This exchange of letters was initiated by Dr Partis' suggestion that the Review should not be brought up at a major University governing body. His complaint echos the same ones originally made by Professor Bowdler about the Review (see the comments on this topic made by members of the Review Committee.

This collection of letters to the Vice-Chancellor includes ones from:

6th February 1992

Division of Agriculture and Science
Acting Head:
Dr M.T. Partis

Professor F. Gale,
The University of Western Australia.
Division of Agriculture and Science
Acting Head: Dr M T Parits

Dear Vice-Chancellor,

Review of Archeology

I understand that the review of Archeology is to be discussed by the Planning and Resources Committee on 20th February, and that comment is required from the Head of Division.

I do not wish to challenge any of the recommendations made, but it would be appropriate to observe that some of the proposals made in the review are not fully justified in the report itself. I appreciate the reasons for this and there is no criticism of the review committee intended by these remarks.

It does, however, pose a problem in having the matter properly debated at Planning and Resources since some of the changes which might be made to the Department of Archeology may not have been recommended or even suggested in the tabled documentation.

This is, I fear, likely to be a recurring problem with departmental reviews. Whenever sensitive or confidential matters arise the official review report is likely to be incomplete and, hence, any recommendations made may not be supported. Further, consequential actions may be based on evidence which has never seen the light of day. It is hard to see exactly what role the Planning and Resources Committee can play in such circumstances.

Yours sincerely,


Copies to Professor J. Jory,
Professor S. Bowdler,
Associate Professor N. Bruce,
Professor B. Moulden,
Mr. P. Curtis.

10 February 1992

Division of Arts and Architecture
Nedlands, Perth, Western Australia 6009

Professor Fay Gale
Vice Chancellor

Dear Vice Chancellor

Review of Archeology

I note the content of Dr Partis' letter. As you know, I have expressed similar reservations to you about the operation of the review process. It was for this reason that I suggested that the Review of Architecture not be put before the next Planning and Resources Committee but be deferred for one month. In the course of that month any difficulties concerning confidential material should be resolved.

I cannot accept Dr Partis' implication that the Planning and Resources Committee play no role in the review process. The idea that review panels should be set up, report in secret and be acted upon without their reports being publicly scrutinised smacks of a police state. It would certainly not be accepted by the Academic Board. Nor would I accept it.

Yours sincerely

Professor E J Jory
Head, Division of Arts and Architecture

cc:Dr M Partis, Head, Division of Agriculture and Science
Professor M Hill, Chairman, Academic Board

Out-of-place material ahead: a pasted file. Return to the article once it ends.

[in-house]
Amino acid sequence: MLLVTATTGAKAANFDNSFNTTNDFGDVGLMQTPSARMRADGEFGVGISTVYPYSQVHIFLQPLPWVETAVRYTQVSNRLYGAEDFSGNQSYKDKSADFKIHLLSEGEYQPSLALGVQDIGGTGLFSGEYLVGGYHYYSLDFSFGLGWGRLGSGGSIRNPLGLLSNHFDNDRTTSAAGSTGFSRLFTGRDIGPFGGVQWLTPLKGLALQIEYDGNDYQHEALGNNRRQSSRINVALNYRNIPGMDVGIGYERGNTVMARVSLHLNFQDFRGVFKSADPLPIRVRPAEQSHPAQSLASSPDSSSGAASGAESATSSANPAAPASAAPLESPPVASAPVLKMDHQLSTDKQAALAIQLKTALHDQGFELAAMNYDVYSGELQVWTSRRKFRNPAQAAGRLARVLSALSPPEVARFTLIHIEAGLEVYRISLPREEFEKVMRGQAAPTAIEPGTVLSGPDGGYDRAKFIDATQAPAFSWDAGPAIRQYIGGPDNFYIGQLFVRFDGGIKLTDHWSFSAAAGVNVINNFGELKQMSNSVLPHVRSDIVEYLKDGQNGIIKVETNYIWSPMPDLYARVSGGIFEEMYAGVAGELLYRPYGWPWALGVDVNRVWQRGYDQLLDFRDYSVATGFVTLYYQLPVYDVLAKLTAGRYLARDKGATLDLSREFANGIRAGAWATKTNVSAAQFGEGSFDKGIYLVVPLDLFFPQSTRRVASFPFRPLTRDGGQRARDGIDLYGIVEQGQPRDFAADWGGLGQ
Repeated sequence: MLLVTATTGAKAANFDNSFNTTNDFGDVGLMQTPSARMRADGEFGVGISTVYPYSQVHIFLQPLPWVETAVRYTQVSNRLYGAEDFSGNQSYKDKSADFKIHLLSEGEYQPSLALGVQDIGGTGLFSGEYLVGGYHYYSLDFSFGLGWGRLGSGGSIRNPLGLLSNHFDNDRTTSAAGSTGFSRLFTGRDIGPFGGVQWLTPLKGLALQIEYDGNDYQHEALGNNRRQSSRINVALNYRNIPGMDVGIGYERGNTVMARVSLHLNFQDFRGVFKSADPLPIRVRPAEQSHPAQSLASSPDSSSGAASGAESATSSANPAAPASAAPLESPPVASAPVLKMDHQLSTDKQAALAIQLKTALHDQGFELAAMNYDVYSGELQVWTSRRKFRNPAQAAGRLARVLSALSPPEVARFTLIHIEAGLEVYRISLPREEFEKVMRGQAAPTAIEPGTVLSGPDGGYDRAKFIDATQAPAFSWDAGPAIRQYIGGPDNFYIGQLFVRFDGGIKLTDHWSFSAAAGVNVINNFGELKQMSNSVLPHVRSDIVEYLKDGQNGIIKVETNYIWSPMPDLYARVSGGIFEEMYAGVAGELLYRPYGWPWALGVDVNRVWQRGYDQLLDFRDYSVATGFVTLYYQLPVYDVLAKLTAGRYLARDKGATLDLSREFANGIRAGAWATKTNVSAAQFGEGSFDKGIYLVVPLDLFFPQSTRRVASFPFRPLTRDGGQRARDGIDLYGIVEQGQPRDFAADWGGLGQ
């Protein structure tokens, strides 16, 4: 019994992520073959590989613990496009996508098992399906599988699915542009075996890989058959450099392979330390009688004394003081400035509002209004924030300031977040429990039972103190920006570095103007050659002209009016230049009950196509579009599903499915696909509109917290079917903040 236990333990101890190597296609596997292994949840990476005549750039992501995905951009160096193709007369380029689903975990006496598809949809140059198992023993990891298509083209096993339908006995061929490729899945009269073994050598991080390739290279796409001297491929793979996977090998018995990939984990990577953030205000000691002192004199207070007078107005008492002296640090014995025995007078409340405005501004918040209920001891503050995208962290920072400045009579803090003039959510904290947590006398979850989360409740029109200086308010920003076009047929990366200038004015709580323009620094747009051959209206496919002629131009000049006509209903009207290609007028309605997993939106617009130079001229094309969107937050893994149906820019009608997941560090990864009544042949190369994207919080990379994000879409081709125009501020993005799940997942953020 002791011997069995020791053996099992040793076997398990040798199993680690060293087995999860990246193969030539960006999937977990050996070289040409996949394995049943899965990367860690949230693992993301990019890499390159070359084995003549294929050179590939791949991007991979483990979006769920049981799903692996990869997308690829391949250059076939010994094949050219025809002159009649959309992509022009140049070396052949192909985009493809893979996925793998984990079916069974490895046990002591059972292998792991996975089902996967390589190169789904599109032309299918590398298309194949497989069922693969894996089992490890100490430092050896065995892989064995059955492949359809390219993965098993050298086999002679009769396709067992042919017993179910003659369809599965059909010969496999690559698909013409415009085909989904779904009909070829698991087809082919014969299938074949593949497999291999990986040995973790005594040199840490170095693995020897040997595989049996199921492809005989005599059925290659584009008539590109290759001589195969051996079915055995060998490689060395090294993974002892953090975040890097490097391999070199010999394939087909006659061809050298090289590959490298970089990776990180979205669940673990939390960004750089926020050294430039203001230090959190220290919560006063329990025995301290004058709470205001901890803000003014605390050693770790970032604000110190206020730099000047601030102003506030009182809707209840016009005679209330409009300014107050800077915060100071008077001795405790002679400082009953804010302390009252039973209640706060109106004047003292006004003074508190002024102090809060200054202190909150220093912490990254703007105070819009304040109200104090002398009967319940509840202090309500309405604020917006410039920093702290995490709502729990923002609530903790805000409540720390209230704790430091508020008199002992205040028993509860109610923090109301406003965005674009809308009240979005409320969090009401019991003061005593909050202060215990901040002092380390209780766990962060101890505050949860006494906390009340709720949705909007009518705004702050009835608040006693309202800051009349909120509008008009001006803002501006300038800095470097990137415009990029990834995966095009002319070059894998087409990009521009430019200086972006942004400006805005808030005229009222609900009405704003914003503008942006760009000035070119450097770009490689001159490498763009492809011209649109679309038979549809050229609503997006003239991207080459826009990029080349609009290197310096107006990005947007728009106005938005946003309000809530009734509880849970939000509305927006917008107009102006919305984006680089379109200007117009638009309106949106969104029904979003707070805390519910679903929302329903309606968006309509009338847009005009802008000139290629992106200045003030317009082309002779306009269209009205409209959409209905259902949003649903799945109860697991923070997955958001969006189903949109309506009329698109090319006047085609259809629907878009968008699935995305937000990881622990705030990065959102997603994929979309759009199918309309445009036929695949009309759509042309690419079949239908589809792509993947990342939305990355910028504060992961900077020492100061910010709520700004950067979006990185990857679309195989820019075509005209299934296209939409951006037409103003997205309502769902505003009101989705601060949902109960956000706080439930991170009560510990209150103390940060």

Professor S Bowdler, Head, Department of Archeology
Associate Professor N Bruce, Department of Anatomy & Human Biology
Professor B Moulden, Department of Psychology
Mr P Curtis, Assistant Registrar (Planning)

Department of Psychology
Nedlands, Penh, Western Australia 6009

11 February 1992

Professor Fay Gale
Vice Chancellor

Dear Vice Chancellor,

I write in response to Professor Jory's recent letter to you replying to Professor Partis's letter of 6th February.

I agree with them both.

I guess it depends what one means by "secret" and "publicly" and when one would choose rather to use the words "confidential" and "discreet". Imagine that (as currently seems not unlikely) I were to become completely unhinged. Imagine that I were to be found awarding marks to my students on the basis of the signs I discovered in the entrails of chickens. Worse, imagine that it turned out that I had been doing it for years, and that many graduates in the community had UWA degrees in Psychosemiotics whose class had been influenced by the size of a parson's nose.

Would we really want this reported in detail to a large University Committee, disseminated thence to the University community, and broadcast further via the Press? Would that really do justice to me, to past graduates, or to the reputation of the University as a whole?

Wouldn't we prefer some procedure that was neither secret, which I understand to mean accessible only to a very few, nor public, which I understand to mean accessible to all, but something in between?

In the British legal system at least (I don't know anything about the Australian one), there is the provision to hear evidence in camera when wider or larger interests are deemed to be protected by a principle higher even than that of open justice. Is this not a model we might consider in the context of the kinds of issue that have prompted this correspondence?

Yours sincerely,

Bernard Moulden
Professor of Psychology

cc: Professor John Jory, Head, Division of Arts & Architecture.
Dr Mike Partis, Head, Division of Agriculture & Science
Associate Professor N Bruce, Department of Anatomy & Human Biology